A young woman I know, through a long-time friend, goes into war-torn areas like the Congo (DRC), Tanzania, Brazil and Ukraine to work with women who’ve endured loss, rape, and violence. With the help of her church, she established a ministry of empowerment and restoration.

She teaches them basic self-defense combined with the hope of the Gospel. I’m amazed with her heart and boldness and life-giving vision.

Another long-time friend and pastor developed an international ministry for those impacted by HIV–AIDS. It’s a ministry that extends mercy and grace in tangible and sustainable ways with the hope of the Gospel. It grew out of a response to needs of people in his church in the US.

Each one of my personal heroes aren’t just showing compassion to the poor, they are in a partnership with the Lord. They are confident in the Lord and His call on their lives. Confident in God’s faithfulness and grace, as He honors their hearts and ministry.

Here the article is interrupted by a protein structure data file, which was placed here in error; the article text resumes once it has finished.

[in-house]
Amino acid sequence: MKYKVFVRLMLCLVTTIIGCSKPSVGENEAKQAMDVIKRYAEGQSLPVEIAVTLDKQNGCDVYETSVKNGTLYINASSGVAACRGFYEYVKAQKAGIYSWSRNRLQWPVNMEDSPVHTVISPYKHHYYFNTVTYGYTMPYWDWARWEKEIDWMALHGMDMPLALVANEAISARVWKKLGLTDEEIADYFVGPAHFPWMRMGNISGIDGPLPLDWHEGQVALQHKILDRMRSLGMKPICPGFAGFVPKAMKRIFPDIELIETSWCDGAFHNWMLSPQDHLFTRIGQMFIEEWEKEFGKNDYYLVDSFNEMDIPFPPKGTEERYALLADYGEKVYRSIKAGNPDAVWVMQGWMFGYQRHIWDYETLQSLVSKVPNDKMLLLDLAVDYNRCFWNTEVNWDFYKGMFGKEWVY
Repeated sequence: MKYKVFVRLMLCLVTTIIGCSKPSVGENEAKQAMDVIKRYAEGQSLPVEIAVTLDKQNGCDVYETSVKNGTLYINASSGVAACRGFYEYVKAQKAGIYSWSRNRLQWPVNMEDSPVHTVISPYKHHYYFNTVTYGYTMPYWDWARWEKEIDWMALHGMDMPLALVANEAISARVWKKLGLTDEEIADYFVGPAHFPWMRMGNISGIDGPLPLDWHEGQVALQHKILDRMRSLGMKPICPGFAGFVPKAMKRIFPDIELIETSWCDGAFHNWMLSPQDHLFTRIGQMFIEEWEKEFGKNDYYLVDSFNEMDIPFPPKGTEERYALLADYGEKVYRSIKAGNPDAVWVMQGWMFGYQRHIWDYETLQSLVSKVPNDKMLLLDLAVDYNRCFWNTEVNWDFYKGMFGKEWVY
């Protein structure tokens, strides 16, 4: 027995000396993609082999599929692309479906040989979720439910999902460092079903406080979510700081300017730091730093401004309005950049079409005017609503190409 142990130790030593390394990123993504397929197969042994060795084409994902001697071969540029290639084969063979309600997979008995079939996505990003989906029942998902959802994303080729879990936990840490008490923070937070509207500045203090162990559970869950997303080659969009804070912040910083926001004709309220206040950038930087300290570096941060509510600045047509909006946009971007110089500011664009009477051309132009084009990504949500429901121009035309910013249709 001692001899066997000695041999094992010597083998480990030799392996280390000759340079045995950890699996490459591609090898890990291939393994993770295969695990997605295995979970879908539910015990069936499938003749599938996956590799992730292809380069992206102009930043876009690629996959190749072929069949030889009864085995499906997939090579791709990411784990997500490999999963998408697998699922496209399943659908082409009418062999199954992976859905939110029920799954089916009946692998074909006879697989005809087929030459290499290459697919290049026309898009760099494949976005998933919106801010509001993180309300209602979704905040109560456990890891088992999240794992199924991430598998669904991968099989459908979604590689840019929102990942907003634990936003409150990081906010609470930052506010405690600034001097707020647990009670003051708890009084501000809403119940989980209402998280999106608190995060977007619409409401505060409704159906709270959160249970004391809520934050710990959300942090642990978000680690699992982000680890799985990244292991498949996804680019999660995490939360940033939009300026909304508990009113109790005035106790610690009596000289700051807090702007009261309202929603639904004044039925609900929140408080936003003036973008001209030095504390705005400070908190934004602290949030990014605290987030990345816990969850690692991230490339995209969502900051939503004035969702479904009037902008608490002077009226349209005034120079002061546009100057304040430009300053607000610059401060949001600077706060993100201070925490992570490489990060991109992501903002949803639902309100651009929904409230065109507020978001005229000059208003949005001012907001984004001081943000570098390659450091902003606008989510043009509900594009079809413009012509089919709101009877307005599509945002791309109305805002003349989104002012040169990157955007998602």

And if you want to help any of them and their ministries, just click on the links above. I can personally and highly recommend each of them and their ministries!

Reflection—

Do you see giving to the poor as “lending to the Lord,” as a partnership with Him by caring for others? When we have a heart to see people as the Lord sees them, we’ll be moved to care for them as He would.

Prayer Focus—

Pray for God to open your eyes to the needs of people in your life and sphere of influence. Ask God to help you see beyond yourself to enter into partnership with Him in reaching out to others with His mercy and grace.